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Ty Johnson will have to fight to make the NFL, but his speed gives him a chance

The running back’s special teams work and home-run hitting capability should earn him NFL looks whether he’s drafted or not.

Lila Bromberg / Testudo Times

Ty Johnson is one of several Maryland football alumni waiting to see where they’ll land come the NFL Draft. Despite ending his Maryland career with 4,196 all-purpose yards, good for third place in school history, Johnson didn’t earn a combine invitation, and the running back will now have to fight his way onto an NFL roster.

With the draft just over a week away, let’s take a closer look at Johnson’s pro outlook. We’ll be profiling several of Maryland’s potential draftees in the coming days.

The numbers

Height: 5’10
Weight: 212

40-yard dash: 4.26-4.40 (unofficial)
225-pound bench reps: 27
Vertical jump: 34 inches
Broad jump: 10’3

What an NFL team is getting

As shown with his 40-yard dash time, which would have led all running backs who competed at the NFL combine, speed is Johnson’s strongest asset. Through his career at Maryland, Johnson used bursts of speed to allow himself to run past the reach of defenders.

With that speed, Johnson could easily find a role on special teams in the NFL. He was exceptional for Maryland as a kick returner, ending his career with 1,194 yards on returns and two returns for touchdowns. Those two touchdowns came against tough competition, too — one was for 98 yards against Michigan last season and the other was against Ohio State for 100 yards in 2017.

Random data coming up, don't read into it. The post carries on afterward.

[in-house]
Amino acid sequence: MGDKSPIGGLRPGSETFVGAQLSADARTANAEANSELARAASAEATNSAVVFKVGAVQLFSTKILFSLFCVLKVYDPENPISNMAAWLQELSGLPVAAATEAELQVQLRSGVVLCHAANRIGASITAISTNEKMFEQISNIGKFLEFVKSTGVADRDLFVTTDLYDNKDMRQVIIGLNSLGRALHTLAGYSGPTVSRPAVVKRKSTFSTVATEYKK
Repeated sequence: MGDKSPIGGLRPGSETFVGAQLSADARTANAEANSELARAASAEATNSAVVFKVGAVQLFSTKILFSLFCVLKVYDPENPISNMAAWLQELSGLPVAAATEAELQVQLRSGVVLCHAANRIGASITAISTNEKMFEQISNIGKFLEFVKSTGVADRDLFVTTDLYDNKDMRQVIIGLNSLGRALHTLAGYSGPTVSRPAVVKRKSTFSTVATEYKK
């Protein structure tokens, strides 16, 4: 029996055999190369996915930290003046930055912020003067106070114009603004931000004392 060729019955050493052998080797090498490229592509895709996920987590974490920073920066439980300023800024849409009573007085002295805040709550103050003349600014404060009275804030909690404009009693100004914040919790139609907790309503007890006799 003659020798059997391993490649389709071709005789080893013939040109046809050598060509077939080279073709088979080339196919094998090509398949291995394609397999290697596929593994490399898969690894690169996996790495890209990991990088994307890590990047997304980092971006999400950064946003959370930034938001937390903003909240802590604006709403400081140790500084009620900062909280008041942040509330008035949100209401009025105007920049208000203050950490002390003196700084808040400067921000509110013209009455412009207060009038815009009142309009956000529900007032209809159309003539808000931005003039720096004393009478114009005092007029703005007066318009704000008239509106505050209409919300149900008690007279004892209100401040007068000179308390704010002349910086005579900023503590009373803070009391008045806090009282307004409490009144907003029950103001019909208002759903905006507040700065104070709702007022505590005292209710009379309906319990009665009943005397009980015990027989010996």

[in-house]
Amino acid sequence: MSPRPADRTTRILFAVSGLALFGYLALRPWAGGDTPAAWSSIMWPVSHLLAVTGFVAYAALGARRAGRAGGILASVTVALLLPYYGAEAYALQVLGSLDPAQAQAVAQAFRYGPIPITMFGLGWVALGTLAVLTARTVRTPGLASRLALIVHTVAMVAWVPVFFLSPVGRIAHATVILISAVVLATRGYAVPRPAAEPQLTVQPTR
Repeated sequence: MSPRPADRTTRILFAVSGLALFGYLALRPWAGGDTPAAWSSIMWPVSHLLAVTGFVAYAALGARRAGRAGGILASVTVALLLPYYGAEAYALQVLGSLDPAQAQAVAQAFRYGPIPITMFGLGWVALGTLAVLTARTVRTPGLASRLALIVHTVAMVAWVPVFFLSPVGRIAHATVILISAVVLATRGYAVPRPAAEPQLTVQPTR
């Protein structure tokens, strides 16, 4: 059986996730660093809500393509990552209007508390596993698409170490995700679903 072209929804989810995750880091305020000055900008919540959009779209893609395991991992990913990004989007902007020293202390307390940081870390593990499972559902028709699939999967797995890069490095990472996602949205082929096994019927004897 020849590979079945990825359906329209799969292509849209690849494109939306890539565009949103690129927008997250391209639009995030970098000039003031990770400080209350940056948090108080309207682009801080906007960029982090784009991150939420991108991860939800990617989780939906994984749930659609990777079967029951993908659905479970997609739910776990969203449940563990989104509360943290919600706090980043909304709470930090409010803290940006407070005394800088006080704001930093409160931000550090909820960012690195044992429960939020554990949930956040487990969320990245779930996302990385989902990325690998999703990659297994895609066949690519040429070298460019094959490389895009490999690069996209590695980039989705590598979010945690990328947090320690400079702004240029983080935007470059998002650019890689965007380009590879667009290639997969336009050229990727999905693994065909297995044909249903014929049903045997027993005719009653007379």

Though returning is the strongest aspect of his game, Johnson can also be a home-run hitter out of the backfield. He averaged 7.7 yards per carry over his Maryland career, compiling 17 touchdowns, 2,635 rushing yards and 318 receiving yards in 46 games, in addition to his return yards. Johnson also had 11 games with over 100 rushing yards during his time as a Terp, including a career high 204-yard game against Purdue in 2016.

His senior year was definitely not his strongest, as he dealt with a calf injury that kept him out of play for three games and helped lead to Anthony McFarland’s emergence as a star. But Johnson’s junior and sophomore seasons showed he can be an asset when healthy.

Draft projections

So far, the only announced official visits for Johnson were with the Baltimore Ravens and Pittsburgh Steelers, but at his pro day he said he had a lot lined up.

There aren’t many seven-round mock drafts out, so it’s hard to say where Johnson could land. His impressive 40-yard dash time could earn him a late draft pick, but he could also very likely end up going undrafted. Even in that case, though, Johnson will at least have a chance to work his way onto an NFL squad, as several undrafted Terps did last year, including Super Bowl champion JC Jackson.